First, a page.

Byron Wesley is Gonzaga’s transfer from USC. He spent three years as a Trojan, where his teams won only 31 games, then got his degree last summer and transferred to GU, hoping to be part of March Madness. He went 1-6 against UCLA while at USC.
HOUSTON — Friday night, Byron Wesley will play UCLA again, for the absolutely, positively last time.
“I don’t think it could have been scripted any better,” he said.
Wesley is Gonzaga’s transfer from USC. He spent three years as a Trojan, where his teams won only 31 games, then got his degree last summer and transferred to GU, hoping to be part of March Madness.
When he arrived in Spokane, he realized the Zags had UCLA on their schedule in 2014-15, and they responded with an 87-74 win in December.
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Regarding the Bruins, two more odd things happened: They were a surprise inclusion in the tournament on Selection Sunday, and they won two games — pitting them against Gonzaga once again.
“It’s going to be a blast,” said Wesley. “I’ve lost a lot of games to UCLA, so I’m always looking to get revenge for that. (But) it’s more about the team and playing our style.”
As Wesley noted, the Trojans’ success was meager in the series during his time there. He went 1-6, and in the first five, his contribution was sporadic.
But in the last two, both defeats, he combined for 48 points and 17 rebounds. And in the Zags’ visit to L.A. three months ago, he had 20 points on 7-for-8 shooting with nine rebounds.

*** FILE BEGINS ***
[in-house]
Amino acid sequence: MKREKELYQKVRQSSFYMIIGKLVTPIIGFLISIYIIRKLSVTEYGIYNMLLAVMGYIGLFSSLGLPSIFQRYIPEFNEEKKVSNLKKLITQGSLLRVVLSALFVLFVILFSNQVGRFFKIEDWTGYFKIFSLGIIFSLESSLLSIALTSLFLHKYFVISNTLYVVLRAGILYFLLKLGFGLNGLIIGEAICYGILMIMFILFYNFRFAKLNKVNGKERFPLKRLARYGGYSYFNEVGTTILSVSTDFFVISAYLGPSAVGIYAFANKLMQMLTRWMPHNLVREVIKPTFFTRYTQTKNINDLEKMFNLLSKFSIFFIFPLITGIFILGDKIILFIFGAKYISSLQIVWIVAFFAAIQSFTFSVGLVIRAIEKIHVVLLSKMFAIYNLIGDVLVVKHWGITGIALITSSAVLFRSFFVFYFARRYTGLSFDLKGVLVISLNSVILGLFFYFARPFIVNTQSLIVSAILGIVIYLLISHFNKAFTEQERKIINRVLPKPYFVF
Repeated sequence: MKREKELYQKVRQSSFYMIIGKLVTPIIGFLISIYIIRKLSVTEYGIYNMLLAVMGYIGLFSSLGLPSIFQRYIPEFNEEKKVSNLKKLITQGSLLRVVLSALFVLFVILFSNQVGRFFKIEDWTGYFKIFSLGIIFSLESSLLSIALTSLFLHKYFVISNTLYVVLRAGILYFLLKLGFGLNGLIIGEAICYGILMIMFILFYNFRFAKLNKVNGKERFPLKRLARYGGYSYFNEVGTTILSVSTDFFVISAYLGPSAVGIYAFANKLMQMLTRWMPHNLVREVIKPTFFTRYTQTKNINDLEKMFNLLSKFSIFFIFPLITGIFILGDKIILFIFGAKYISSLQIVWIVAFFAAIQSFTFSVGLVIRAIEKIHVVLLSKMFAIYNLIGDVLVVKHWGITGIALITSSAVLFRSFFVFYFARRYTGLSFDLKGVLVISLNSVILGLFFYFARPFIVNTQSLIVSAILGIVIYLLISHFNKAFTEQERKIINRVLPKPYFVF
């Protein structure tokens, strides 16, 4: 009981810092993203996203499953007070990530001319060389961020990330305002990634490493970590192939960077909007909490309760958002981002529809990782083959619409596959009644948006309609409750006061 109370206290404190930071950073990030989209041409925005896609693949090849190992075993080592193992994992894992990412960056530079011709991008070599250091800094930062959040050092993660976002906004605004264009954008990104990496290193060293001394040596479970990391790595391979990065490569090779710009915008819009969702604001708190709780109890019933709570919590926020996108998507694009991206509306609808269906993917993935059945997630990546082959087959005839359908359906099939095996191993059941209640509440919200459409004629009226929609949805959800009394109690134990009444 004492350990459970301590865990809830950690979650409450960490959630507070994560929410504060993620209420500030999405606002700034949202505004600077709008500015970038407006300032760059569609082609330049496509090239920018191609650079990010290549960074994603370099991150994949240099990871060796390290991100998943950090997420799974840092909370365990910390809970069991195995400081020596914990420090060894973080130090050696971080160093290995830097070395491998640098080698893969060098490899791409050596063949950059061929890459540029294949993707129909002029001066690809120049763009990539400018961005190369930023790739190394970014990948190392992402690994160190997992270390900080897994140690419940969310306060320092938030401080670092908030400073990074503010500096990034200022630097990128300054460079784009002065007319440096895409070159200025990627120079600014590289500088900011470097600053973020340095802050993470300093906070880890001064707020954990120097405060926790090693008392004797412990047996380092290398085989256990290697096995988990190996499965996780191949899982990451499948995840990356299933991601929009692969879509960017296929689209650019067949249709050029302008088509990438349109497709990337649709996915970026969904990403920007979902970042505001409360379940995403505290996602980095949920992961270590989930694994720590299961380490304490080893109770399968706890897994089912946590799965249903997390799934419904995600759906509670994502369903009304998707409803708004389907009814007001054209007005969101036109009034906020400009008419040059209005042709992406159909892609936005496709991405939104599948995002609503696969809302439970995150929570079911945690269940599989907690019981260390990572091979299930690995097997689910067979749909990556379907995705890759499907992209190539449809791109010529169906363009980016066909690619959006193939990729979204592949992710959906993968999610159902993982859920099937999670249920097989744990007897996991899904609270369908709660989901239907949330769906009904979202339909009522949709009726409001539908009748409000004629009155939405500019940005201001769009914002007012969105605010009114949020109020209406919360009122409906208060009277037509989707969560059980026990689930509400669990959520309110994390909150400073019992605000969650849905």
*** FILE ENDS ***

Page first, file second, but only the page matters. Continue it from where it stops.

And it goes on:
We meet again
After playing just two times in history before this season, the Zags and Bruins will have collided three times within 12 months.
The December meeting at Pauley Pavilion was the first of a home-and-home series with Gonzaga, with the rematch scheduled at the McCarthey Athletic Center early next season.
“I’m one of the crazy ones,” said UCLA coach Steve Alford, asked about his willingness to do a home-and-home with the Zags. “Something we wanted to do was upgrade our nonconference schedule.”
Said Jerry Krause, who has handled scheduling as Gonzaga’s co-director of basketball operations: “It only took five years. I wore ’em down.”
Gonzaga has a 2-1 edge in the series, the only blemish the galling Sweet 16 loss to UCLA in 2006. In GU coach Mark Few’s first year, Gonzaga won at Pauley, 59-43, before the second Gonzaga victory this season.
Coach K vs. Coach K
When Utah’s Larry Krystkowiak sat down at the podium Thursday, he introduced himself before taking questions. Then he was asked why he didn’t just say Coach K, as his players refer to him.
“Could be confusing in this situation,” he said.
Yes, it could with this NCAA Sweet 16 matchup.
Krystkowiak’s fifth-seeded Utes (26-8) play the more well-known Coach K, four-time national champion Mike Krzyzewski, and top-seeded Duke (31-4) in the other South Regional semi.
This is Duke’s 22nd Sweet 16 appearance under Krzyzewski, the only men’s Division I coach with more than 1,000 victories. Krystkowiak has 110 career wins, 68 in four seasons at Utah, and is in the Sweet 16 for the first time in 10 years.
• UCLA center Tony Parker, on Gonzaga guard Kevin Pangos: “You have to respect his ability to run the show. He’s like a baby Steve Nash.”
• All five UCLA starters average double figures, the only team left in the tournament to do so. That also reflects a lack of depth, however, as the Bruin bench averages only 8.8 points, a number personally topped by Zag big man off the bench, Domas Sabonis (9.7).